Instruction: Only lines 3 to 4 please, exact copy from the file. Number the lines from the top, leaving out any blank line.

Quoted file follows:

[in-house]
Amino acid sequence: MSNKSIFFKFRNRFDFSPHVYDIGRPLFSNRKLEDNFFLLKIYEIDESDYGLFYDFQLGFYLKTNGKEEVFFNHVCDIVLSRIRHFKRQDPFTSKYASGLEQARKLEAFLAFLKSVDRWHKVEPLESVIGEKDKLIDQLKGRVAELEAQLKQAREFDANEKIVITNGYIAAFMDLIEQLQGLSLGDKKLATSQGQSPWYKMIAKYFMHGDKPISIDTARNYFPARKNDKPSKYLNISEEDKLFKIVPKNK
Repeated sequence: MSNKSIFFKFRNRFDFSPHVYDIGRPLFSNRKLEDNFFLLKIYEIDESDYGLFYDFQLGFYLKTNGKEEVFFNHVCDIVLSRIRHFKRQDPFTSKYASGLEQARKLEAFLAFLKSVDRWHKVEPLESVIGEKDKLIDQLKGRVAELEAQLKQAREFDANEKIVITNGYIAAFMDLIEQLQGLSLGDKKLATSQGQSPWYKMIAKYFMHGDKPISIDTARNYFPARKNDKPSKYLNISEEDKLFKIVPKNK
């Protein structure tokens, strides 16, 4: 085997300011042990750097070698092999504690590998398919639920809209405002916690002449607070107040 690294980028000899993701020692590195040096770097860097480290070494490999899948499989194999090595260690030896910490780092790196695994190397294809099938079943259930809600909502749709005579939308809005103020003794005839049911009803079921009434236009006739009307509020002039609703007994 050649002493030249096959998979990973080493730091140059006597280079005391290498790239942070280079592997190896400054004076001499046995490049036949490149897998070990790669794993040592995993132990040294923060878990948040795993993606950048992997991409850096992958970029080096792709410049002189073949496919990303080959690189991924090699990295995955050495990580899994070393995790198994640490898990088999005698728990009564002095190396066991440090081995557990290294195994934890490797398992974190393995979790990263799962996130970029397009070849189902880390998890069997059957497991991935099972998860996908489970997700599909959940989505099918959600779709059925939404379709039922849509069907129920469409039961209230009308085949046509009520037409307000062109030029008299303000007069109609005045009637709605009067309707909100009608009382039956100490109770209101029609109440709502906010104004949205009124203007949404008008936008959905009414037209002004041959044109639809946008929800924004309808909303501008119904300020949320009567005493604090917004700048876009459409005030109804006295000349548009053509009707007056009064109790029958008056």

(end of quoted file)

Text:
Repeated sequence: MSNKSIFFKFRNRFDFSPHVYDIGRPLFSNRKLEDNFFLLKIYEIDESDYGLFYDFQLGFYLKTNGKEEVFFNHVCDIVLSRIRHFKRQDPFTSKYASGLEQARKLEAFLAFLKSVDRWHKVEPLESVIGEKDKLIDQLKGRVAELEAQLKQAREFDANEKIVITNGYIAAFMDLIEQLQGLSLGDKKLATSQGQSPWYKMIAKYFMHGDKPISIDTARNYFPARKNDKPSKYLNISEEDKLFKIVPKNK
């Protein structure tokens, strides 16, 4: 085997300011042990750097070698092999504690590998398919639920809209405002916690002449607070107040 690294980028000899993701020692590195040096770097860097480290070494490999899948499989194999090595260690030896910490780092790196695994190397294809099938079943259930809600909502749709005579939308809005103020003794005839049911009803079921009434236009006739009307509020002039609703007994 050649002493030249096959998979990973080493730091140059006597280079005391290498790239942070280079592997190896400054004076001499046995490049036949490149897998070990790669794993040592995993132990040294923060878990948040795993993606950048992997991409850096992958970029080096792709410049002189073949496919990303080959690189991924090699990295995955050495990580899994070393995790198994640490898990088999005698728990009564002095190396066991440090081995557990290294195994934890490797398992974190393995979790990263799962996130970029397009070849189902880390998890069997059957497991991935099972998860996908489970997700599909959940989505099918959600779709059925939404379709039922849509069907129920469409039961209230009308085949046509009520037409307000062109030029008299303000007069109609005045009637709605009067309707909100009608009382039956100490109770209101029609109440709502906010104004949205009124203007949404008008936008959905009414037209002004041959044109639809946008929800924004309808909303501008119904300020949320009567005493604090917004700048876009459409005030109804006295000349548009053509009707007056009064109790029958008056």